By Pranav Verma
Three years in office and a five judge-bench ruling by the highest court of the country seem to be insufficient in resolving the political tussle over the power-sharing arrangement in the national capital. When last month, the Supreme Court ruled on the controversy, one had hoped that it would resolve the differences once and for all. However, since then, the Lieutenant Governor Anil Baijal’s insistence on retaining control over ‘services’ and installation of CCTVs and bureaucrats defying the government’s transfer orders prove that the issue is far from settled.
The real question here is whether such differences have arisen because the SC’s ruling leaves a genuine room for confusion for them, and over the power-sharing arrangement in general; or whether these differences symbolise – more worryingly – a willful blindness to the content of the ruling? I attempt here to summarise what the court held and thereupon build an answer to this question. More specifically, I discuss the impact of the SC’s decision on the specific issues of ‘services’ and CCTVs to evaluate the merits of the LG’s position on the same. This piece, hence, analyses the actions of the LG after and in light of the Constitution Bench having clearly laid down the power-sharing arrangement for the national capital. Before that, however, it may be worthwhile to lay out what the text of the Constitution provides with respect to the administration of the national capital.
LG and the Constitution
Part VIII of the Constitution deals with Union Territories (UT) and Article 239AA therein provides the special provisions with respect to Delhi. What seems to set Delhi apart from other UTs is the provision of a directly elected legislative assembly and a council of ministers headed by a chief minister, to “aid and advice” the LG. The UT of Puducherry seems to have a similar arrangement as well.
Had we been dealing with a State and not a UT, such a controversy was unlikely to arise in the present times, since there is no dearth of Supreme Court decisions which have held that the “aid and advise” of a council of ministers is binding upon the governor of a state – who in many aspects, like the president of India, is a nominal head only – without much discretion to differ from such aid and advice. This is based on the simple principle of primacy of the elected representatives of the people in a democratic set-up. On the contrary, LGs are the administrative heads and UTs ordinarily never have elected legislative assemblies, making LGs the sole decision-makers. Therefore, it is the presence of a directly elected legislative assembly in UTs like Delhi and Puducherry that has caused much confusion over who is in charge.
The SC therefore had to determine, inter alia, whether in a UT like Delhi the aid and advice of the council of ministers binds the LG, like it binds a governor in a full-fledged State. And if so, then when exactly can the LG exercise independent power, if any?
Article 239AA of the Constitution empowers the legislative assembly of Delhi to make laws over the same breath of matters as any other state is empowered to (i.e. 66 subject matters in the ‘state list’ and 47 subject matters in the ‘concurrent list’ in Schedule VII of the Constitution). The only exceptions here, i.e. subject-matters over which the legislative assembly in Delhi cannot make laws like any other state legislative assembly can, are ‘law and order’, ‘police’, and ‘land’. On all the other matters, the council of ministers can aid and advice the LG.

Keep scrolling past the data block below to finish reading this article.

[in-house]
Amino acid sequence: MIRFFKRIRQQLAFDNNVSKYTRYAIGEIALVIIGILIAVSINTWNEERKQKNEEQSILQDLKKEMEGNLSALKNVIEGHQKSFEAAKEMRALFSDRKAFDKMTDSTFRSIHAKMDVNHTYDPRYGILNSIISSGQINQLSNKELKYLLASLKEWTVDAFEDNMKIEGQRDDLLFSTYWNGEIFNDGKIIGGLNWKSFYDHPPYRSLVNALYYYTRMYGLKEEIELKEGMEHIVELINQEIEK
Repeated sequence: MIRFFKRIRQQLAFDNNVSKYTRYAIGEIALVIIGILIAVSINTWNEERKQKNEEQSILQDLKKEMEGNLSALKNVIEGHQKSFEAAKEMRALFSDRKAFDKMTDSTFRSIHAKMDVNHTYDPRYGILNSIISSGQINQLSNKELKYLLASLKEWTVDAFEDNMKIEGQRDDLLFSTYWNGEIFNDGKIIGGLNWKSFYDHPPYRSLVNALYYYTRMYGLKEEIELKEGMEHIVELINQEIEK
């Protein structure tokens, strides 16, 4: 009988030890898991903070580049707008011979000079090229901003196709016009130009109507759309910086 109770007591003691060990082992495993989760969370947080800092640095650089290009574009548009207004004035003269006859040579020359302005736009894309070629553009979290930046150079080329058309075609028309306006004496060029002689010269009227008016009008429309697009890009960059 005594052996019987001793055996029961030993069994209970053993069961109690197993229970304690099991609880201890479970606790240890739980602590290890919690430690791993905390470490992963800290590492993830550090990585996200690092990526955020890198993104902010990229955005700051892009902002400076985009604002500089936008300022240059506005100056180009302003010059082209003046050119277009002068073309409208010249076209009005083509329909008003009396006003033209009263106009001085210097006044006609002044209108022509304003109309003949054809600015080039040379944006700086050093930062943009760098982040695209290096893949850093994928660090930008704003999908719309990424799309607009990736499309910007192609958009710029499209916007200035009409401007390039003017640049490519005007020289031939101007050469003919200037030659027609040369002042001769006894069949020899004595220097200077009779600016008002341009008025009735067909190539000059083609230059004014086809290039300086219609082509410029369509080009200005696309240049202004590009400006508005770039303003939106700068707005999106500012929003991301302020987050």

The provision is also very clear on what is to be done when there is any difference of opinion between the LG and his ministers. In such cases, the LG shall refer the same to the president, and act according to the president’s decision. The LG may, in a rare situation, act independently, when pending such decision by the president, the urgency of the matter so dictates.
What the SC laid down
LG is bound by the ‘aid and advice’ of the elected government in Delhi
The above being the legal position, the Supreme Court held that the ‘aid and advice’ provided by the council of ministers shall be binding upon the LG. In holding so, the SC did not lay down any groundbreaking or new rule of law. Rather, it simply extended the principle of primacy of an elected legislature over an unelected head of state, where both exist, to UTs.
While this principle has been uncontroverted in states because elected legislatures are a norm there, it now has been extended to those UTs where elected legislative assemblies exist. It would defeat the purpose of having such elected representatives in a UT if their decisions were to be of no avail. Similarly, LGs remain the sole administrative heads with power to act with relative independence in UTs which do not have an elected legislature.
The SC reiterated that the only exceptions shall be laws concerning ‘law and order’, ‘police’, and ‘land’, as stipulated by Article 239AA.
In rare cases, the LG can refer exceptional disagreements with the ministers/matters affecting the Union, for the president to decide.
The SC has held that the power of the LG to refer to the president “any matter” over which a difference of opinion has arisen does not mean “every matter”. The ordinary rule is that the LG would be bound by the aid and advice of the council of ministers of Delhi, regardless of the LG’s differences. It is only in rare situations that the LG may not choose to follow such aid and advice and seek the president’s consideration.
The above power given to the LG has been described in the judgment written by Chief Justice of India Dipak Misra (speaking for himself, Justice Sikri and Justice Khanwilkar) as an exception and not a general rule. In fact, they go on to say that “the lieutenant governor should not act in a mechanical manner without due application of mind so as to refer every decision of the council of ministers to the president” – a statement which gains significance given the LG’s position on a host of administrative issues preceding the judgment. It is noteworthy that the chief justice’s opinion condemns an “obstructionist” approach and calls for a constructive mindset in the exercise of this rare power by the LG.